"Queer Japan," a powerful new documentary currently in production, examines queer art, culture and activism in the Asian island nation.
Because many of the images and ideas about queer culture that Americans are typically most familiar with tend to originate from a Western perspective, Graham Kolbeins and Anne Ishii want their film to provide an authentic representation of what it means to be queer in Japan.
The pair, who have been working together for years editing anthologies of gay and feminist manga, are focusing this new project on individuals like drag queen, artist, and film critic Vivienne Sato, gay manga master and art historian Gengoroh Tagame, and feminist manko (pussy) artist Rokudenashiko and her fight against obscenity charges for her work -- just to name a few.
The Huffington Post talked with Kolbeins this week about "Queer Japan" and the project's Kickstarter, as well as what he and Ishii are trying to accomplish with the film.
The Huffington Post: Why did you decide to do this project?
Graham Kolbeins: There's an incredibly rich queer culture in Japan with fascinating histories behind it, but people outside of Japan (and within) rarely hear about it. My interest in the subject began when I was came across images of work by gay manga artists like Gengoroh Tagame and Jiraiya as a teenager. Their artwork opened worlds of possibility for me, providing depictions of homosexuality that I could relate to more than anything I'd seen in Western gay media at the time. Since 2012, Anne Ishii and I have had the privilege of working with those same artists to help spread their work in North America and around the world, through art shows, fashion collections, and manga anthologies (The Passion of Gengoroh Tagame and Massive: Gay Erotic Manga and the Men Who Make It).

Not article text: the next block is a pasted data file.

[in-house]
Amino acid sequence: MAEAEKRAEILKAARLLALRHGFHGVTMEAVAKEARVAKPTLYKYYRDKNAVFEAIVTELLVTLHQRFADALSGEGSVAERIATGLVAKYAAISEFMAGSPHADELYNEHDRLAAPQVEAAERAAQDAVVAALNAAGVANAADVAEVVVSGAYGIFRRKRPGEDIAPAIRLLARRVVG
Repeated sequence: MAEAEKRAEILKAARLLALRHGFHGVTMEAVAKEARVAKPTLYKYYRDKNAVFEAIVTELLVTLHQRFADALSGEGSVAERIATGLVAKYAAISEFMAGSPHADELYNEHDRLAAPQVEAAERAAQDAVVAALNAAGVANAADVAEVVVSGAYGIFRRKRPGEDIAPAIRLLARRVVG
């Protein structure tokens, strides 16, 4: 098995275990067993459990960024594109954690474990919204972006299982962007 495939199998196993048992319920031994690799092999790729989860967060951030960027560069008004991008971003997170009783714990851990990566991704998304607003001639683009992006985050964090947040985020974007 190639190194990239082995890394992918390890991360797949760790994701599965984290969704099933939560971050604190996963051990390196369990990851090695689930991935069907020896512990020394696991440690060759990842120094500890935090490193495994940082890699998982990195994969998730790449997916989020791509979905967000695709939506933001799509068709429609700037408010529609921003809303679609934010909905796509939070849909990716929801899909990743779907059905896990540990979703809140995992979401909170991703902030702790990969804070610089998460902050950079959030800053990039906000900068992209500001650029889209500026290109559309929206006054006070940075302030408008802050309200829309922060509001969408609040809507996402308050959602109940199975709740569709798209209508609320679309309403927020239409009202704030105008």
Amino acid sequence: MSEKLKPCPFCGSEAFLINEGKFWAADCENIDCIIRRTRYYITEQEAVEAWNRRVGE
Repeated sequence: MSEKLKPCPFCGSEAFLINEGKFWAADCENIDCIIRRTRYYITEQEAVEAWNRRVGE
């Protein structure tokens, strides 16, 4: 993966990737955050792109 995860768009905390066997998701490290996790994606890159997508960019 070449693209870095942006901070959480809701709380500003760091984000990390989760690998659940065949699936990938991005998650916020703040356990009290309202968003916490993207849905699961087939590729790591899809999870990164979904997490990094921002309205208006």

The work Anne and I have been doing at MASSIVE GOODS has led us to explore gender and sexuality in Japan in a broader sense. Recently we've expanded beyond the gay manga genre to work with artists like Rokudenashiko, who is currently on trial for obscenity charges related to her 3D-printed vagina art. The more I learned about these quietly revolutionary queer individuals in Japan, the more I wanted to share these stories with the world, and that lead to the idea of doing a documentary on the subject.
Tell me more about the people you are highlighting in the film.
So far we've shot interviews with drag queen, film critic, "non-architect" and all-around renaissance woman Vivienne Sato; gay manga master and historian Gengoroh Tagame, along with his G-men magazine co-founder, community leader, and HIV activist Hiroshi Hasegawa; visual artist Nogi Sumiko; Atsushi Matsuda, a dancer in the Butoh group DAIRAKUDAKAN; controversial manko [pussy] artist Rokudenashiko; and countryside bar owner/queer theorist Masaki C. Matsumoto. We'd like to follow these peoples' stories and continue expanding the film's scope over a five month shoot to include as many queer people in Japan as possible.
What is unique about queer culture in Japan? How is it different from the rest of the world?